Wake up, Polly Parrot.


What's The Idea
by Brian Plante

"Where do you get your ideas?"

This is the question, more than any other, that writers are always asked. I've fielded this one a bunch of times, and I see it asked on Internet bulletin boards often. Even other writers have asked me that one.

Beginning writers and people who want to be writers ask that question because they think that coming up with the killer idea is the most important part of writing. It's not. Ideas are cheap. I have a big box of them. Really.

When an idea that might become a story occurs to me, I write it down in a 3x5" pad so I won't forget it. When the pad is full, I take out all the little sheets and put them in an index-card box, and start another pad. When it's time to begin a new story, I grab a stack of notes from the box and review them. If an idea is still intriguing weeks or months later, I may use it as the basis of my next story.

So how cheap are these ideas? Well, I'll let you have a whole bunch, right here, for free. That's how cheap. See, ideas are not stories. The world is full of ideas, but making an idea into a marketable story is the trick beginning writers must learn. It's not the idea, it's the execution -- how you turn that idea into a story that moves the reader -- that really counts.

If you don't like any of these ideas, then read a newspaper. Listen to people talk. Read books (and not just science fiction ones). Strike up conversations with people you think might have something interesting to say. Correspond with people on Internet bulletin boards and e-mail. Take an adult education class in a field that interests you. Make an old person happy by asking them to tell you some interesting stories about their lives. All these things can give you ideas that you might be able to turn into stories.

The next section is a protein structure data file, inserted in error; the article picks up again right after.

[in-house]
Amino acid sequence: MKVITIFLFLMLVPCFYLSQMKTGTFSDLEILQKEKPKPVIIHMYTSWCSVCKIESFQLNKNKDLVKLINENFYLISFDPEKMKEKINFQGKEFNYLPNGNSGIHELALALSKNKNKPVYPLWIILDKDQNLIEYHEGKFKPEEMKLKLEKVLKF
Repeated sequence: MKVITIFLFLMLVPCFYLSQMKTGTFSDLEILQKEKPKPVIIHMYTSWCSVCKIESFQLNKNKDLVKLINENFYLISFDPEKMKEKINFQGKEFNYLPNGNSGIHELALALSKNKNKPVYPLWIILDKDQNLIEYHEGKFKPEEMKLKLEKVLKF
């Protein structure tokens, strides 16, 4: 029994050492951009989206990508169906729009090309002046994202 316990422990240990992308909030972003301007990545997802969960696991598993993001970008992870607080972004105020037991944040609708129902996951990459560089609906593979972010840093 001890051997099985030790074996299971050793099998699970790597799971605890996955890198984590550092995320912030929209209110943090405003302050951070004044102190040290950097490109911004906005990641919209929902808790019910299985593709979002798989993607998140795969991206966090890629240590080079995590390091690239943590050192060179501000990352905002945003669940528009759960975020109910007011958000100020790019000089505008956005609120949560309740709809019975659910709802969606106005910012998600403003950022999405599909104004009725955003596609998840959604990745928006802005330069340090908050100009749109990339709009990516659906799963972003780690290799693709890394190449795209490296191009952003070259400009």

But you're impatient. You want ideas now, don't you? Okay, okay, hit the button below and get an idea. I don't worry about giving these away because if you and I both use the same idea, our stories will be very different. Ideas are nothing -- you still have to make up the story (i.e. the plot, characters, setting, action, climax and resolution), and that's the hardest part.

So take an idea and run with it.

Copyright © 2002 Brian Plante


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